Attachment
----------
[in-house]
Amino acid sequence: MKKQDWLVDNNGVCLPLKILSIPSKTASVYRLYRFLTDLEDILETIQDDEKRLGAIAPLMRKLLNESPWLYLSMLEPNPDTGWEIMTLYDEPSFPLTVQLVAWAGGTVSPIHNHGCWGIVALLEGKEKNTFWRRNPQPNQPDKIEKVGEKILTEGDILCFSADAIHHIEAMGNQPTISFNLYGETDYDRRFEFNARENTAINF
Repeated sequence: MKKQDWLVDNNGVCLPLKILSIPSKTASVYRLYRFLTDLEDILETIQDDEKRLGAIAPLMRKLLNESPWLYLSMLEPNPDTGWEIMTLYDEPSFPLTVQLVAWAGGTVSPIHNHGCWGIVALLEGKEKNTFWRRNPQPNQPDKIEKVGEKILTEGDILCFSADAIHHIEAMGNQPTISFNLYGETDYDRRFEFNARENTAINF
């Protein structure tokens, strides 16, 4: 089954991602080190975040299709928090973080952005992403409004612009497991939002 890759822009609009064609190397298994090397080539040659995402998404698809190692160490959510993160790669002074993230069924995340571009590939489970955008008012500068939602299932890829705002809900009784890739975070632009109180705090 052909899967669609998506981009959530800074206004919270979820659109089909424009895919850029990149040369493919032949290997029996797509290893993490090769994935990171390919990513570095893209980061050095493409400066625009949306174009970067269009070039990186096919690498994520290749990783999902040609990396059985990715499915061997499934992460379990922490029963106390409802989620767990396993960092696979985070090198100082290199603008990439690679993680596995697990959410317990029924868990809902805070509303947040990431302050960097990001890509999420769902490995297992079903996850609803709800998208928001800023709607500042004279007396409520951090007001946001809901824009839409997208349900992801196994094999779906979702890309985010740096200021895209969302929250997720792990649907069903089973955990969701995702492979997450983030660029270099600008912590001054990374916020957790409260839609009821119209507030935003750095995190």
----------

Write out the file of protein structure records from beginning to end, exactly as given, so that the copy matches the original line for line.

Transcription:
[in-house]
Amino acid sequence: MKKQDWLVDNNGVCLPLKILSIPSKTASVYRLYRFLTDLEDILETIQDDEKRLGAIAPLMRKLLNESPWLYLSMLEPNPDTGWEIMTLYDEPSFPLTVQLVAWAGGTVSPIHNHGCWGIVALLEGKEKNTFWRRNPQPNQPDKIEKVGEKILTEGDILCFSADAIHHIEAMGNQPTISFNLYGETDYDRRFEFNARENTAINF
Repeated sequence: MKKQDWLVDNNGVCLPLKILSIPSKTASVYRLYRFLTDLEDILETIQDDEKRLGAIAPLMRKLLNESPWLYLSMLEPNPDTGWEIMTLYDEPSFPLTVQLVAWAGGTVSPIHNHGCWGIVALLEGKEKNTFWRRNPQPNQPDKIEKVGEKILTEGDILCFSADAIHHIEAMGNQPTISFNLYGETDYDRRFEFNARENTAINF
């Protein structure tokens, strides 16, 4: 089954991602080190975040299709928090973080952005992403409004612009497991939002 890759822009609009064609190397298994090397080539040659995402998404698809190692160490959510993160790669002074993230069924995340571009590939489970955008008012500068939602299932890829705002809900009784890739975070632009109180705090 052909899967669609998506981009959530800074206004919270979820659109089909424009895919850029990149040369493919032949290997029996797509290893993490090769994935990171390919990513570095893209980061050095493409400066625009949306174009970067269009070039990186096919690498994520290749990783999902040609990396059985990715499915061997499934992460379990922490029963106390409802989620767990396993960092696979985070090198100082290199603008990439690679993680596995697990959410317990029924868990809902805070509303947040990431302050960097990001890509999420769902490995297992079903996850609803709800998208928001800023709607500042004279007396409520951090007001946001809901824009839409997208349900992801196994094999779906979702890309985010740096200021895209969302929250997720792990649907069903089973955990969701995702492979997450983030660029270099600008912590001054990374916020957790409260839609009821119209507030935003750095995190």